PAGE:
Volunteering as a teacher with uVolunteer

Volunteering as a teacher abroad

Many of us wish we could travel more, but so often, making a journey is considered a luxury. As a result, we may deny ourselves the benefits of travelling to other places and experiencing different world views, philosophies, and cultures. Another activity that seems to have fallen by the wayside is that of service. As a volunteer, we facilitate a reconnection with our fellow human beings, and nurture an essential understanding of our sameness. When you give of yourself, offering your time and your attention, you give a gift far more precious than a donation of funds or goods. Moreover, you are giving to yourself as well, a priceless gift of experience that can only happen when you are fully engaged with the wonders of the world around you.

Volunteering as a teacher abroad

Feeding or teaching others?

While volunteering to feed those who are hungry or to build homes for those without are worthy pursuits, perhaps the most rewarding service is that of teaching. Any teacher you meet will tell you that it’s not just about instruction in the classroom. Teaching offers a wealth of learning experiences to the teacher – endless opportunities to grow as a human being. So, why not take the unique opportunity to have both the rewarding experiences offered by travel and the enrichment of helping others at the same time? Travel to Thailand and help teach English to bright, enthusiastic students.

Day to day tasks as a volunteer

In the Trat province of Thailand, schools often go underfunded, which can place strain on the teachers. As a volunteer in schools in and around the provincial capital of Trat, you would serve as a teacher’s aid to help ensure that each child receives the best possible instruction in the basics of the English language. Since Thai pedagogy centers around fun as a primary teaching tool, it’s vital to be an enthusiastic, encouraging helper to these children, so they soak up everything they possibly can. You’ll help to develop and implement engaging lesson plans for classrooms of between 20 and 40 students. During the week, you’ll work a maximum of six hours in the morning, Monday to Thursday. With your time off, you are free to travel to nearby tourist attractions, soak up the local culture and cuisine, or take photographs of an exotic new land.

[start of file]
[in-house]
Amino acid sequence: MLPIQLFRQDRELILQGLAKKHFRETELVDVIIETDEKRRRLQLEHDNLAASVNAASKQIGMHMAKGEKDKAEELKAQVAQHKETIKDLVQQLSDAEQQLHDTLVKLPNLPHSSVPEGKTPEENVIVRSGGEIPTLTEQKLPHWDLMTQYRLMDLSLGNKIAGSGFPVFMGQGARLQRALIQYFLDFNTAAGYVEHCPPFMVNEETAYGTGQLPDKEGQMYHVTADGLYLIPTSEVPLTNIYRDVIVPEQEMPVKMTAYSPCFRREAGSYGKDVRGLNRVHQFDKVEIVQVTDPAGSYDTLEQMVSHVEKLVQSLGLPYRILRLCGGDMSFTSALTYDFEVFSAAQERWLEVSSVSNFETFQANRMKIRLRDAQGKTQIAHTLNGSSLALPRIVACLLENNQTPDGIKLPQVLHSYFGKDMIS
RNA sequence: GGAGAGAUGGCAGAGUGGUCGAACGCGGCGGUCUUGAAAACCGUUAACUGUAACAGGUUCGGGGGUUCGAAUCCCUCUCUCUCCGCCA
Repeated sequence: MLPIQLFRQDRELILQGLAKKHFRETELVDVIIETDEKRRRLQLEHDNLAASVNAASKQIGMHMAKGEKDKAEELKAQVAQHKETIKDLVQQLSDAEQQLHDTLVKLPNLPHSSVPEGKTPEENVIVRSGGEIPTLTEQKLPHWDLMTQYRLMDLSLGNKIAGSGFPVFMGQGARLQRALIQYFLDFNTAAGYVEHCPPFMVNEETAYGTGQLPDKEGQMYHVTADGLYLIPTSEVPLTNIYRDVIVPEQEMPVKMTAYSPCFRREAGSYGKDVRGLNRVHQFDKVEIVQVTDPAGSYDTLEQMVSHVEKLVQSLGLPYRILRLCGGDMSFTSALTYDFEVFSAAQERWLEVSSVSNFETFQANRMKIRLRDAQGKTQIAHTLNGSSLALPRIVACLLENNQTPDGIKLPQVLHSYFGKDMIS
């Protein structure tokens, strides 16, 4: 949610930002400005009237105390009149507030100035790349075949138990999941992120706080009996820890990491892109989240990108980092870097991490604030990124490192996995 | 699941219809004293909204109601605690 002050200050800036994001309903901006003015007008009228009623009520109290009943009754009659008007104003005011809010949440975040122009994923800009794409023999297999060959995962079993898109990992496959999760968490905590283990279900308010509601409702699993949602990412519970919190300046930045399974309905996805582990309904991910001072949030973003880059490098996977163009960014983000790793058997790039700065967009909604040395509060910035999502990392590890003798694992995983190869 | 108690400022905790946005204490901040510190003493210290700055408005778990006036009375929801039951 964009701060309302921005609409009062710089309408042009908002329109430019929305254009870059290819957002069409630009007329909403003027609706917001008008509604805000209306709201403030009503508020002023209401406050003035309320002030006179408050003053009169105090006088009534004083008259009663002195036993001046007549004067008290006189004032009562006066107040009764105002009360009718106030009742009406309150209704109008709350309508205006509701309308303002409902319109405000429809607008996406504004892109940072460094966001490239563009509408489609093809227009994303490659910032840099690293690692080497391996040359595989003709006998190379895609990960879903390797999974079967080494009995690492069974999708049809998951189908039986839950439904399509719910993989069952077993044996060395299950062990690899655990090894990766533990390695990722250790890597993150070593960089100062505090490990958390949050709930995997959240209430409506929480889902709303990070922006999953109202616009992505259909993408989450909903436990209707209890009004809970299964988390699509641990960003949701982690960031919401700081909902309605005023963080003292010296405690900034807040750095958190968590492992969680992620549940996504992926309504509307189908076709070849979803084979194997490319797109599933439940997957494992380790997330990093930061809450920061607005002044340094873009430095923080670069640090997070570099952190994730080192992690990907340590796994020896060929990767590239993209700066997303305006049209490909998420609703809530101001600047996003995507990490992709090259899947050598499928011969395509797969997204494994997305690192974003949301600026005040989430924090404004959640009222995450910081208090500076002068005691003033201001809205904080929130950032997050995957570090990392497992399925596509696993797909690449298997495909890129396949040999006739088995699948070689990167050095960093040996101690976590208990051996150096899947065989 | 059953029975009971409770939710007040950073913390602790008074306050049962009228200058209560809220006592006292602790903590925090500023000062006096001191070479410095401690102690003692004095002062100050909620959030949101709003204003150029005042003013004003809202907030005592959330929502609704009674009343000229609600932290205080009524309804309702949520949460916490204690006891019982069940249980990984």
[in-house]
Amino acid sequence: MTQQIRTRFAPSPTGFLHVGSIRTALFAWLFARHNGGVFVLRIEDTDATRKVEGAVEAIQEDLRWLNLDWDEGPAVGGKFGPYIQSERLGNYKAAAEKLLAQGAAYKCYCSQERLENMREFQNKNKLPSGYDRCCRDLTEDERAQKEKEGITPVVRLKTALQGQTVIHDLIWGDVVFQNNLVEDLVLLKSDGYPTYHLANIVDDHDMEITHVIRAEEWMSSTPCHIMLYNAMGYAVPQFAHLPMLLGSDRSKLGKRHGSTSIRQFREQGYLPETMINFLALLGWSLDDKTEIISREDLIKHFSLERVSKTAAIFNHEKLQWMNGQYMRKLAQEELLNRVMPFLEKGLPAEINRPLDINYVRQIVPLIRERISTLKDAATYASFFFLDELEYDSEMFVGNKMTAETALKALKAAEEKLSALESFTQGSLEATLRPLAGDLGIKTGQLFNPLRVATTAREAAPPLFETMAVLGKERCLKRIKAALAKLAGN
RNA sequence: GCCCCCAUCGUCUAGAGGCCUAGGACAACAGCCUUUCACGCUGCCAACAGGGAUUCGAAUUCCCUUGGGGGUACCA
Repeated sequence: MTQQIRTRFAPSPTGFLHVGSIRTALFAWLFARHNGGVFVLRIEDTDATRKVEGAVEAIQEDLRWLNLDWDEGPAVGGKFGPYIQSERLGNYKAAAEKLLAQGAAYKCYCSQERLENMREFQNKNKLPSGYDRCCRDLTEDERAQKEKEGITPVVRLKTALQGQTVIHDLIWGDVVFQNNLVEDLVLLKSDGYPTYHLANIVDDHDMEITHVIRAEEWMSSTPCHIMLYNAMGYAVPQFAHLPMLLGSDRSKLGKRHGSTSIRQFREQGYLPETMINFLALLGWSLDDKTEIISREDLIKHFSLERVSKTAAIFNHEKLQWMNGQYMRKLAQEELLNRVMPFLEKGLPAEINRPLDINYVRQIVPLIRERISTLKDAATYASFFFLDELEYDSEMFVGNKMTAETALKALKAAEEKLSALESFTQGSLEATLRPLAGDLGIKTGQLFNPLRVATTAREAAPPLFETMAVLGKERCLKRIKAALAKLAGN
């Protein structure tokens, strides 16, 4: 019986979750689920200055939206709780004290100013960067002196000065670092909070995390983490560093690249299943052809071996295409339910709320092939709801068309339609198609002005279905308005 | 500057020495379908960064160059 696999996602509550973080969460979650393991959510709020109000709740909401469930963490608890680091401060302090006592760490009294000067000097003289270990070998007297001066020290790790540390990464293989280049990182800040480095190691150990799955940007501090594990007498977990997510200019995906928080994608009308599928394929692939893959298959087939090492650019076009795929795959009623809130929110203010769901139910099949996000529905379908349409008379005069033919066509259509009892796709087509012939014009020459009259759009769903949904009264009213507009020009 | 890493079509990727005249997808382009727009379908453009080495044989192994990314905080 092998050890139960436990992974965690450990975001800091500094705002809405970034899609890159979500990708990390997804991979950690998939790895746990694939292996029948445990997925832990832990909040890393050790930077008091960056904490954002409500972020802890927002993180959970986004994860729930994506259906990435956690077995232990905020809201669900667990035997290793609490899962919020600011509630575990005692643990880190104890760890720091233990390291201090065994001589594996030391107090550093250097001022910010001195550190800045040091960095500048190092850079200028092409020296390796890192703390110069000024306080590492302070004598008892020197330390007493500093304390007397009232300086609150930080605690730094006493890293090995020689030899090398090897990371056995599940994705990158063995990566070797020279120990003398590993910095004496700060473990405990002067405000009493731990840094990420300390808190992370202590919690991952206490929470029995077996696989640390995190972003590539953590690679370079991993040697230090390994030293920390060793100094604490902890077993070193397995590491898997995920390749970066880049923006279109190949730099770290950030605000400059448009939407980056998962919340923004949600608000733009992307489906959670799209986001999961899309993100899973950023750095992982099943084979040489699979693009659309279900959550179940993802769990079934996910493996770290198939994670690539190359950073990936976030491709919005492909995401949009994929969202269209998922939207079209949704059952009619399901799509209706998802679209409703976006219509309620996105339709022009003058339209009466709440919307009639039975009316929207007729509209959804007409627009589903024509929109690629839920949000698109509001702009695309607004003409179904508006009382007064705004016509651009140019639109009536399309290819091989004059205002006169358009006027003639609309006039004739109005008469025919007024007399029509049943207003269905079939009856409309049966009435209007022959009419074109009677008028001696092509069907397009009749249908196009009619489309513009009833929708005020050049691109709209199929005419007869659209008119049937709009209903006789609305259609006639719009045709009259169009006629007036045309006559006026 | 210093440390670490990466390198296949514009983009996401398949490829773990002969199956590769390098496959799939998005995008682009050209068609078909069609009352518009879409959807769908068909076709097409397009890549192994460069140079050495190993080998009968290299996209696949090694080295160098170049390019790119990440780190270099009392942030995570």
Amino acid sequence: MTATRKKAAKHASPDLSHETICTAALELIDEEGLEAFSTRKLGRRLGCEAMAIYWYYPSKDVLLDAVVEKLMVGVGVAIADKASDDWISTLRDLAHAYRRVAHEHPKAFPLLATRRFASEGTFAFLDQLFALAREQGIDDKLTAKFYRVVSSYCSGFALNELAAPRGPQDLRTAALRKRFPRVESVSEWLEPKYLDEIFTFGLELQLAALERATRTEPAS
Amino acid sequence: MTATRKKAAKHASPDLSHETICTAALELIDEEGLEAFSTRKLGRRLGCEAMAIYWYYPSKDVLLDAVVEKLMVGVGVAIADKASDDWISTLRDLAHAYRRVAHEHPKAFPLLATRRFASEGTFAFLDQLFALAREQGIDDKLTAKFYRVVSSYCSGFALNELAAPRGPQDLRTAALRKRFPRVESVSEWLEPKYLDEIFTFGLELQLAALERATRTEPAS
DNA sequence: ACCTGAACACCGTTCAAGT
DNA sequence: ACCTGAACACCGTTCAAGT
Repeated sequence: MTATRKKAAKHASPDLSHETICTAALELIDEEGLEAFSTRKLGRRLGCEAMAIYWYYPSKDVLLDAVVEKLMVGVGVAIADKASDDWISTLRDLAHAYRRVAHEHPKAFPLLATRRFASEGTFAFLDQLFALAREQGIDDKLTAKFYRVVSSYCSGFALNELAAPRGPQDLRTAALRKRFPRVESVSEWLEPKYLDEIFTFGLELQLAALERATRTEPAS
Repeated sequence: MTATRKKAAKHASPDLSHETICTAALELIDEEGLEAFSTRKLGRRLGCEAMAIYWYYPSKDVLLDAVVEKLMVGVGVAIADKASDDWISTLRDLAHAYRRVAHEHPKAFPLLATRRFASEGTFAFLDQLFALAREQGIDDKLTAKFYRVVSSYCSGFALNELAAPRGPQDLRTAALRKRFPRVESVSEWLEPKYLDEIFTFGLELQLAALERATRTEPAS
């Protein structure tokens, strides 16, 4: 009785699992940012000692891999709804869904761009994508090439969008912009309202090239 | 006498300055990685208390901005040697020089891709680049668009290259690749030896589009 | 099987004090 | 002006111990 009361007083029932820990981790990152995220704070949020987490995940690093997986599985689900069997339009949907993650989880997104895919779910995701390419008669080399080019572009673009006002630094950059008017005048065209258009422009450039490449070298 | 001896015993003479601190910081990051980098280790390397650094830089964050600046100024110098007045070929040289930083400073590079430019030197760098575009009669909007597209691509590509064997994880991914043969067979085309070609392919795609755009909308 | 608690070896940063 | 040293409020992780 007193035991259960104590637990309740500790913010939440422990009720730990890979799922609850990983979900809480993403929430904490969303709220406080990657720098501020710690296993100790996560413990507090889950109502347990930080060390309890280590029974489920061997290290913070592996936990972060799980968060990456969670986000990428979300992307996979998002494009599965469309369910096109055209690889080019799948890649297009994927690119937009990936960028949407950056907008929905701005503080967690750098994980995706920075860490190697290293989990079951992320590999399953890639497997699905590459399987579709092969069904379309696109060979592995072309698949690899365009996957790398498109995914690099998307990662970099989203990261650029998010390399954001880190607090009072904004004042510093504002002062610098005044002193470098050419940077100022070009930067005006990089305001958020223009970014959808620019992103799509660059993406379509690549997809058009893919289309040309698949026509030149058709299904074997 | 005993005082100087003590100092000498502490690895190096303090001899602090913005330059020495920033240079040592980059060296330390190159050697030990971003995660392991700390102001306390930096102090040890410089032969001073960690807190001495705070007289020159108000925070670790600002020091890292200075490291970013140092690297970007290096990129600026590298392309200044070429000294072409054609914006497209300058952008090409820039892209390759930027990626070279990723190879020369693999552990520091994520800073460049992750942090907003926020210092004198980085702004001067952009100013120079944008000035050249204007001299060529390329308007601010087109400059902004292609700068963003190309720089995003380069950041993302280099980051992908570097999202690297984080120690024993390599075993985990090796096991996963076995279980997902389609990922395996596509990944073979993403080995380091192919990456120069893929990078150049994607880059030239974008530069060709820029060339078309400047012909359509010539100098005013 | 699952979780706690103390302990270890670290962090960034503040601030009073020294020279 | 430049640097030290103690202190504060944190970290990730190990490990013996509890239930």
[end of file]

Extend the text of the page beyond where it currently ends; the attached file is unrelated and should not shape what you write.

Getting ready

As exciting as travelling abroad can be, it’s always best to prepare yourself physically and psychologically for the journey. While you will be based in Trat, a regional city, be sure to consult with your GP a minimum of several weeks before you plan to travel. Most GPs will recommend a Hepatitis B vaccination, and possibly a yellow fever and Japanese encephalitis treatment as well. The latter two complications are carried by mosquitoes, so pack your bug spray. Also, it’s generally advisable to be up-to-date on all your standard vaccinations, from polio to tetanus, and to plan ahead for over-the-counter needs; medication for issues such as diarrhea, menstrual cramps, headache, indigestion, and sunburn should be purchased in advance of travel. Enjoy the street market food that is freshly prepared, wear a helmet if you hop on a motorcycle taxi, and keep your valuables in a safe place. And most importantly, remember to have fun! This is a journey that can be as rewarding for you as it is for the fun-loving Thai children you’ll help educate – and that’s a truly wonderful thing!


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